MAG: Luxury is becoming less exclusive and less wasteful and more about helping people to express their deepest values. And in line with this, it can be observed within the luxury industry that new companies – emerging brands – are based on values and this is attractive for a select number of consumers since this kind of companies can generate a big impact due to the potential for reaching a larger market. These brands have an active attitude based on a very pronounced approach on values with the intention to generate social and environmental changes. For that reason they revalue the local culture and the deep sense on native peoples, among others, and this is occurring particularly in Latin America.
Regarding the established brands, (the “Goliaths”), some initiatives have begun to appear. These include, among others, the prestigious Italian company Loro Piana, which organised a consortium that included Condortips, a textile producer from Arequipa (southern Peru), Italian knit fabric producer Lanerie Agnona SpA – at present owned by Ermenegildo Zegna – and the Government of Peru. In the jewellery sector, Cartier is working with the Italian gold mining company Goldlake, operating in Honduras through its subsidiary Eurocantera, which combines zero waste from its mine and processing facilities, 100% mitigation of ecosystems and natural habitats and the use of zero-pollution technologies. In order to implement these goals, Goldlake combines a modern alluvial gold mine (meaning the gold is found in water, close the surface, requiring no blasting into rock) with small-scale miners who use traditional methods of panning gold.
Another interesting example is Hermès, which “discovered” the value of craftsmanship and found new life for its products, disseminating the ancestral Tenangos embroideries. The tenangos are pieces of textile art that identify the Otomi region of Tenango de Doria, in Hidalgo, Mexico, and have become the codices of the present. In them, the community leaves the testimony of everyday life, in which their rites and ceremonies, the field, the games, the homes and the region, among other things, are reflected. This project was born in around 2009 once the international firm was interested in working with the best craftsmen of Mexico.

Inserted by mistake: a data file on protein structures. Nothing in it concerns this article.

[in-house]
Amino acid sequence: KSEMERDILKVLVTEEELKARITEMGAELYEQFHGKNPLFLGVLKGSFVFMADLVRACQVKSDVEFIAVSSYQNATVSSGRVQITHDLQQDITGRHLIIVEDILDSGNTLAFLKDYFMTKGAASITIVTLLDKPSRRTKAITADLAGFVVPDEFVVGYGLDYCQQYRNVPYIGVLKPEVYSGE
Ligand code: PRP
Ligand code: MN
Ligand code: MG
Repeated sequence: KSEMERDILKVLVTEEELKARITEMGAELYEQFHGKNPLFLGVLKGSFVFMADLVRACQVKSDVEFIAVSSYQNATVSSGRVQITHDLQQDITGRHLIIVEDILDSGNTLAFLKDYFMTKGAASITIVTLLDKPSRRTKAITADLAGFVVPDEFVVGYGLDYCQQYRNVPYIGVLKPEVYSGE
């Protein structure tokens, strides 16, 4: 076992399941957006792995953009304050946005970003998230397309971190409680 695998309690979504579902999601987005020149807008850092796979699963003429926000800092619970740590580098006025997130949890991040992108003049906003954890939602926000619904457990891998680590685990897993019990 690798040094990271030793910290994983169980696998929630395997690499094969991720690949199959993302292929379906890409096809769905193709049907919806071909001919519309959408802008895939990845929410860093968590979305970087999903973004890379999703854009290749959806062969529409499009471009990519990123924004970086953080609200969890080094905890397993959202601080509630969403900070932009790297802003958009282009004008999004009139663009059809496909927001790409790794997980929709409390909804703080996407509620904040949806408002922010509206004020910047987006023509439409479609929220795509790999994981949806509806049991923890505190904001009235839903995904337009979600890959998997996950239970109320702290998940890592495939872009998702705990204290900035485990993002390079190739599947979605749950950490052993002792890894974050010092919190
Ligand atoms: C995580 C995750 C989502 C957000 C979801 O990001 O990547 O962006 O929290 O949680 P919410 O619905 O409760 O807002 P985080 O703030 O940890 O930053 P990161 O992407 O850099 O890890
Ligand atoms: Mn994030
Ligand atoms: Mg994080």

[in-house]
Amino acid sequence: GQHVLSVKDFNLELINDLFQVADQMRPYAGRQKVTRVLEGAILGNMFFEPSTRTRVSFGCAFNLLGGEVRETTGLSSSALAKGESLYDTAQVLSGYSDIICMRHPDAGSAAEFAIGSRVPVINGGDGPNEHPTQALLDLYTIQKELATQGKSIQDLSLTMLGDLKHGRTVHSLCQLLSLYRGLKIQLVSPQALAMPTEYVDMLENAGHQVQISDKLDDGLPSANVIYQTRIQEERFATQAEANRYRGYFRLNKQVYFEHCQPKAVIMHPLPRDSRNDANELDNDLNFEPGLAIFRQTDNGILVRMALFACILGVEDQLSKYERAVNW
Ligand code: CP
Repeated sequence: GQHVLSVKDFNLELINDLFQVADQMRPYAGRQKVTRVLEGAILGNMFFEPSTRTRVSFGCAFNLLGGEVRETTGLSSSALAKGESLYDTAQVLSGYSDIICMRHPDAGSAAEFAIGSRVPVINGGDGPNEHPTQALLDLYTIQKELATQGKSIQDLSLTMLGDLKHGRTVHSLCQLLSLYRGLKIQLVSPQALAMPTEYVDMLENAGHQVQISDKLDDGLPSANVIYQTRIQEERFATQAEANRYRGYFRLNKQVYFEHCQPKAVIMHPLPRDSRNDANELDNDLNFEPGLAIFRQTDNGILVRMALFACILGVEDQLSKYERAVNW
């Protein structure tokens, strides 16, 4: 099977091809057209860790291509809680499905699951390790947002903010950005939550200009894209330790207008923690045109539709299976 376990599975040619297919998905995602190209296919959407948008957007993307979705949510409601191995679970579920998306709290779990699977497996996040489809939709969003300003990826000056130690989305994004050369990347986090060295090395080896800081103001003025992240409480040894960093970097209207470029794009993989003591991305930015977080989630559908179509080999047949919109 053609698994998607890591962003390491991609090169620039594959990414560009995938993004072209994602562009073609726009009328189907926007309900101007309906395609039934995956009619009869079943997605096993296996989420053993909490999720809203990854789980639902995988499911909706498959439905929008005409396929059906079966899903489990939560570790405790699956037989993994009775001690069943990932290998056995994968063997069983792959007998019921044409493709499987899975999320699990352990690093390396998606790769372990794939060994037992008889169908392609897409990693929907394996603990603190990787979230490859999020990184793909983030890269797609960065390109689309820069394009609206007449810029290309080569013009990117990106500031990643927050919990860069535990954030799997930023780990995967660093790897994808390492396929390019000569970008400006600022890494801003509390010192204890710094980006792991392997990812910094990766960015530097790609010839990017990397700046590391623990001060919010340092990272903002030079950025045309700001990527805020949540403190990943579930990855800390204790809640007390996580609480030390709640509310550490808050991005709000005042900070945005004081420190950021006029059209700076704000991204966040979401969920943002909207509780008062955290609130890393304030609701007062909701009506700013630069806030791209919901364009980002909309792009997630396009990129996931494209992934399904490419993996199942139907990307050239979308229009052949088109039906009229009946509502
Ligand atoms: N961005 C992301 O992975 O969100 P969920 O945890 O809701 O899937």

LC: Oskar Metsavaht of Osklen fame received an award this year and attended the ceremony. Could you tell us more about that?
MAG: Osklen was awarded this year under the category “Clothing and Accessories” and we were honoured that Oskar Metsavaht, the creative director of the brand, attended the event. Osklen is a Brazilian brand which believes that fashion and design are potential tools for leveraging the sustainable development in Brazil. Oriented for this value, Osklen’s winter 2007 collection, Amazon Guardians, made full use of organic wool, natural latex and fish leather which was used for a range of brightly-coloured accessories. These fabrics were developed in partnership with Instituto-e, a not-for-profit organisation which has the mission promoting sustainable human development in Brazil. Since then, in all Osklen’s collections it’s possible to find these sustainable materials, named “e-fabrics” ™. Through Instituto-e’s partnership with Osklen, a royalty is derived from sales of products using these e-fabrics.
To learn more about the Centre for Study of Sustainable Luxury and the Sustainable Luxury Awards, visit: www.awardinsustainableluxury.org.